Certain types of drugs stem the production of stomach acid that can cause the painful burning feeling in the chest or throat known as heartburn.
One recent study found a link between one class of such medications — proton pump inhibitors (PPIs) — and kidney disease. Might PPIs also contribute to dementia?
THIS STUDY analyzed data on 73,679 adults age 75 and older, including 2,950 who took PPIs to treat gastrointestinal problems such as reflux, heartburn or peptic ulcers. All were free of dementia at the start of the study, but 29,510 received a dementia diagnosis in an eight-year period.
Those who regularly took one of several prescription PPIs were 44 percent more likely to have developed dementia than were those who did not take the heartburn drugs. Risk was slightly greater for men. Among the PPIs taken most often by study participants — omeprazole (Prilosec), pantoprazole (Protonix) and esomeprazole (Nexium) — risk was highest for Nexium.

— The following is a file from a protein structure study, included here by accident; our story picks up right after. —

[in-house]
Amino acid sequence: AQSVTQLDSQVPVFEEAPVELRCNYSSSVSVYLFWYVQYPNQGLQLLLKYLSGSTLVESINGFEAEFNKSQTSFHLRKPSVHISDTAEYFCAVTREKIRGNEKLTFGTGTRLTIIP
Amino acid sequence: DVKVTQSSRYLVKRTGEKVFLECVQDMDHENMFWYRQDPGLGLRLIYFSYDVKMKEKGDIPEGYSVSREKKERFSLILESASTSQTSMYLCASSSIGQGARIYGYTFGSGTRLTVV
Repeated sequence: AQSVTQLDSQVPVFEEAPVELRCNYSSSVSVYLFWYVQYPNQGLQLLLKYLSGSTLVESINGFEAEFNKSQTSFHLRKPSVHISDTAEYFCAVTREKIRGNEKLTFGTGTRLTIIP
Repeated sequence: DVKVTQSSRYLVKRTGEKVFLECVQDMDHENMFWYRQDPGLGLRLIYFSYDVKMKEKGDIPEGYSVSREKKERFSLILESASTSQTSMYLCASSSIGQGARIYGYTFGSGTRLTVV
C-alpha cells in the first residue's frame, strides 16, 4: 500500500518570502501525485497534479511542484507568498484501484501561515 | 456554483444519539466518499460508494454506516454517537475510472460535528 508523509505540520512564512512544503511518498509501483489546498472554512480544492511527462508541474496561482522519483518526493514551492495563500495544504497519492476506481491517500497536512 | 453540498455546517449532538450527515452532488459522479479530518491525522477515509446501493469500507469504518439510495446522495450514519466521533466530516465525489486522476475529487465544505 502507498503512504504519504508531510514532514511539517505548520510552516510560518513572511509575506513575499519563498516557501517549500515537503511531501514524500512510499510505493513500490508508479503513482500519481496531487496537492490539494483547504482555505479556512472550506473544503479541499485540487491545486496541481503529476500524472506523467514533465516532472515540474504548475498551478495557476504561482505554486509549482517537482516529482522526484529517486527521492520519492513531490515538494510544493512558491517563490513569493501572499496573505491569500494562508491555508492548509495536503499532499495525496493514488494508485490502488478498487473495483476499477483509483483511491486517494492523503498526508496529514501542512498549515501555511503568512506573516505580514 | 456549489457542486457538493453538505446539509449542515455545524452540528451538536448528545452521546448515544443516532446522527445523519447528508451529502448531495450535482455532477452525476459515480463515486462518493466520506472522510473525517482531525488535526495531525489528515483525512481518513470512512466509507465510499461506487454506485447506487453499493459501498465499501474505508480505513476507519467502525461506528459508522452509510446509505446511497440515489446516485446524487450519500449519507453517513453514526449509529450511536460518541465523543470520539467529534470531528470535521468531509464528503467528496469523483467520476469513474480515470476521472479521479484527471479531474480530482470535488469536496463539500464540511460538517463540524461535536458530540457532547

WHO MAY BE AFFECTED? Older adults who take PPIs to quell heartburn. Available over-the-counter or by prescription, PPIs are generally well tolerated and carry minimal short-term side effects; the effect of long-term use is less clear. Other medicines used to counter heartburn include H2 blockers (histamine H2-receptor antagonists), which also reduce the secretion of stomach acid, and antacids, which neutralize acid in the stomach. Together, heartburn drugs are among the most commonly taken medications.
CAVEATS The data suggest but do not prove that taking PPIs can cause dementia. The researchers’ analysis accounted for some but not all factors that may have contributed to the development of dementia. PPI data was based on prescriptions; whether study participants also used over-the-counter PPIs was not indicated.
FIND THIS STUDY Feb. 15 online issue of JAMA Neurology (jamaneurology.com).